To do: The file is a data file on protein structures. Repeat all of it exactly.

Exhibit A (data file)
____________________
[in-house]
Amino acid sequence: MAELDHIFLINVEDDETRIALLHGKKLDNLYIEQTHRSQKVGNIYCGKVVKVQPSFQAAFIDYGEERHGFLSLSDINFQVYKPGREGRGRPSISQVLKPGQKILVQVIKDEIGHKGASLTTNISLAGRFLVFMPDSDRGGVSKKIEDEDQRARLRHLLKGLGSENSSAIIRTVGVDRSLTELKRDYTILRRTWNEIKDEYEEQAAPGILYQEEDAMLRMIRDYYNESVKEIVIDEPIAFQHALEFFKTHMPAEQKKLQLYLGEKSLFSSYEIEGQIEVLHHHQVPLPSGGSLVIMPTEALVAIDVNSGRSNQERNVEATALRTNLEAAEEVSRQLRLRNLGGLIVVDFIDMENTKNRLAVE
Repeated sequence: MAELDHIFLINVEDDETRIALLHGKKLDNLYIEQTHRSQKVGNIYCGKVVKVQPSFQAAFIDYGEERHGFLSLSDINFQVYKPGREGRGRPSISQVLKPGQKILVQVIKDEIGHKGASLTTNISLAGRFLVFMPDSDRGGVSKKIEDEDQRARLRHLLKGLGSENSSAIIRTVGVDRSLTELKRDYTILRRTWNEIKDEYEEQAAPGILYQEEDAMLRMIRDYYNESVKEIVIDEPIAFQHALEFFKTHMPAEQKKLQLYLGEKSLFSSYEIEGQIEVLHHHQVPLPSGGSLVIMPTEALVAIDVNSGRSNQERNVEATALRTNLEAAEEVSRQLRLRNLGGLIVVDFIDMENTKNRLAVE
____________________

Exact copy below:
[in-house]
Amino acid sequence: MAELDHIFLINVEDDETRIALLHGKKLDNLYIEQTHRSQKVGNIYCGKVVKVQPSFQAAFIDYGEERHGFLSLSDINFQVYKPGREGRGRPSISQVLKPGQKILVQVIKDEIGHKGASLTTNISLAGRFLVFMPDSDRGGVSKKIEDEDQRARLRHLLKGLGSENSSAIIRTVGVDRSLTELKRDYTILRRTWNEIKDEYEEQAAPGILYQEEDAMLRMIRDYYNESVKEIVIDEPIAFQHALEFFKTHMPAEQKKLQLYLGEKSLFSSYEIEGQIEVLHHHQVPLPSGGSLVIMPTEALVAIDVNSGRSNQERNVEATALRTNLEAAEEVSRQLRLRNLGGLIVVDFIDMENTKNRLAVE
Repeated sequence: MAELDHIFLINVEDDETRIALLHGKKLDNLYIEQTHRSQKVGNIYCGKVVKVQPSFQAAFIDYGEERHGFLSLSDINFQVYKPGREGRGRPSISQVLKPGQKILVQVIKDEIGHKGASLTTNISLAGRFLVFMPDSDRGGVSKKIEDEDQRARLRHLLKGLGSENSSAIIRTVGVDRSLTELKRDYTILRRTWNEIKDEYEEQAAPGILYQEEDAMLRMIRDYYNESVKEIVIDEPIAFQHALEFFKTHMPAEQKKLQLYLGEKSLFSSYEIEGQIEVLHHHQVPLPSGGSLVIMPTEALVAIDVNSGRSNQERNVEATALRTNLEAAEEVSRQLRLRNLGGLIVVDFIDMENTKNRLAVE